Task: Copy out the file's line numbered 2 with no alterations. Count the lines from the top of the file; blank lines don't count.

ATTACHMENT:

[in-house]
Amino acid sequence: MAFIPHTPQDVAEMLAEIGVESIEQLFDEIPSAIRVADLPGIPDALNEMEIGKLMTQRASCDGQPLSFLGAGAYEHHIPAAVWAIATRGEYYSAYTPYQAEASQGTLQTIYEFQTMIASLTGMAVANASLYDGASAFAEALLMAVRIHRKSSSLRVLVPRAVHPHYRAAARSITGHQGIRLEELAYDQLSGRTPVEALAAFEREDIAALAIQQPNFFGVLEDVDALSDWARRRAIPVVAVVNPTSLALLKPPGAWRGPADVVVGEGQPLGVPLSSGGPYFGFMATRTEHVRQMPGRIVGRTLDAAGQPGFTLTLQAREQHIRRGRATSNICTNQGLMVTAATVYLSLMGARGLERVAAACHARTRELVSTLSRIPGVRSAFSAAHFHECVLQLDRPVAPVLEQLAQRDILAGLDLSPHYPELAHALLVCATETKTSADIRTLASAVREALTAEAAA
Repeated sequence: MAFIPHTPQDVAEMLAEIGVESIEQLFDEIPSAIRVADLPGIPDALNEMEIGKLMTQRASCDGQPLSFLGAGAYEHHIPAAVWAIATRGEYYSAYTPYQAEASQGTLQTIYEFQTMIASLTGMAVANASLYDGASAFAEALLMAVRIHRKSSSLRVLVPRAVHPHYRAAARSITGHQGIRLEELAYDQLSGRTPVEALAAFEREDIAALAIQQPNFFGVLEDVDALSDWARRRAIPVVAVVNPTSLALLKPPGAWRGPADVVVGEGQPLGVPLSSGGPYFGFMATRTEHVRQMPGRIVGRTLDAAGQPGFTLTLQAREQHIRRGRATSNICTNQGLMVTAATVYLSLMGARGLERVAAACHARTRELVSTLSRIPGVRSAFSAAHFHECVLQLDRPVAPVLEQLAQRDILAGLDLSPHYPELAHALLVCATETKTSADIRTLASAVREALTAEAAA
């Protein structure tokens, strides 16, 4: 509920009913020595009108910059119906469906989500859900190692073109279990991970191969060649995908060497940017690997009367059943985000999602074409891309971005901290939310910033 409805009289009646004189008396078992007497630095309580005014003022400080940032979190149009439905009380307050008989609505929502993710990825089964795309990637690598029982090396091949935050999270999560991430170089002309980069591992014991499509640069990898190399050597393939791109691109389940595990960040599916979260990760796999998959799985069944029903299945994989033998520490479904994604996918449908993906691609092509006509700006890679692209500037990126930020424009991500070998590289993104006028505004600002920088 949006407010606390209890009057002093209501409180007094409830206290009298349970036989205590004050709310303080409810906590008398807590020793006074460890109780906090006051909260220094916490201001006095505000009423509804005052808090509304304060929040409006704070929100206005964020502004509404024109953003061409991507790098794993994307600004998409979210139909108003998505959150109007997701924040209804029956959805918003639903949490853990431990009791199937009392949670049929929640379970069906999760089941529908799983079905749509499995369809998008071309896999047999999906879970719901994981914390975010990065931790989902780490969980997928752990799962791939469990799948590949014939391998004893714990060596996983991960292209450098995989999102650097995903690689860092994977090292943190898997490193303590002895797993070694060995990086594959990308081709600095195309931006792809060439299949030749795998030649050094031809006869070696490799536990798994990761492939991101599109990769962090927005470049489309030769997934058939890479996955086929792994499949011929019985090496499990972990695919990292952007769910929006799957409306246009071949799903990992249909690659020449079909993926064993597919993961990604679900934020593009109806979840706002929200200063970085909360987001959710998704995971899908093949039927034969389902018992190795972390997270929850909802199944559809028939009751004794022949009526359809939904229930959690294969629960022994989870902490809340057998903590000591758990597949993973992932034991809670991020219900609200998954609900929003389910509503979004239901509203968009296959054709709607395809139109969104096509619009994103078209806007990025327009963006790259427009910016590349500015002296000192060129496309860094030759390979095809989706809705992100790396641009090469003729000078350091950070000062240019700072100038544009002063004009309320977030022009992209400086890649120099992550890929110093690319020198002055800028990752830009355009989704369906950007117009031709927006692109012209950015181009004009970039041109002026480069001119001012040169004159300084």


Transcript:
Amino acid sequence: MAFIPHTPQDVAEMLAEIGVESIEQLFDEIPSAIRVADLPGIPDALNEMEIGKLMTQRASCDGQPLSFLGAGAYEHHIPAAVWAIATRGEYYSAYTPYQAEASQGTLQTIYEFQTMIASLTGMAVANASLYDGASAFAEALLMAVRIHRKSSSLRVLVPRAVHPHYRAAARSITGHQGIRLEELAYDQLSGRTPVEALAAFEREDIAALAIQQPNFFGVLEDVDALSDWARRRAIPVVAVVNPTSLALLKPPGAWRGPADVVVGEGQPLGVPLSSGGPYFGFMATRTEHVRQMPGRIVGRTLDAAGQPGFTLTLQAREQHIRRGRATSNICTNQGLMVTAATVYLSLMGARGLERVAAACHARTRELVSTLSRIPGVRSAFSAAHFHECVLQLDRPVAPVLEQLAQRDILAGLDLSPHYPELAHALLVCATETKTSADIRTLASAVREALTAEAAA